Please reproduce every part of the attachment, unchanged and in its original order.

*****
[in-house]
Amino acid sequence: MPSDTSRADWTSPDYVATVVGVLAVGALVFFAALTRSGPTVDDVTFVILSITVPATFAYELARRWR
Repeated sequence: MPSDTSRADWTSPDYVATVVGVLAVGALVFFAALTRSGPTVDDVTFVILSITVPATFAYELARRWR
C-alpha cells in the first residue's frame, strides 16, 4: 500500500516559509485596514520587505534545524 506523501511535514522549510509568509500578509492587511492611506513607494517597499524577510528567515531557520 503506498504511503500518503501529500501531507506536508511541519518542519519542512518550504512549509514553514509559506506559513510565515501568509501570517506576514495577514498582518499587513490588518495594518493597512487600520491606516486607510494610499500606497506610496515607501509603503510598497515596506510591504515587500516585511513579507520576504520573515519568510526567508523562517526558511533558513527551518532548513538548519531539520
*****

[in-house]
Amino acid sequence: MPSDTSRADWTSPDYVATVVGVLAVGALVFFAALTRSGPTVDDVTFVILSITVPATFAYELARRWR
Repeated sequence: MPSDTSRADWTSPDYVATVVGVLAVGALVFFAALTRSGPTVDDVTFVILSITVPATFAYELARRWR
C-alpha cells in the first residue's frame, strides 16, 4: 500500500516559509485596514520587505534545524 506523501511535514522549510509568509500578509492587511492611506513607494517597499524577510528567515531557520 503506498504511503500518503501529500501531507506536508511541519518542519519542512518550504512549509514553514509559506506559513510565515501568509501570517506576514495577514498582518499587513490588518495594518493597512487600520491606516486607510494610499500606497506610496515607501509603503510598497515596506510591504515587500516585511513579507520576504520573515519568510526567508523562517526558511533558513527551518532548513538548519531539520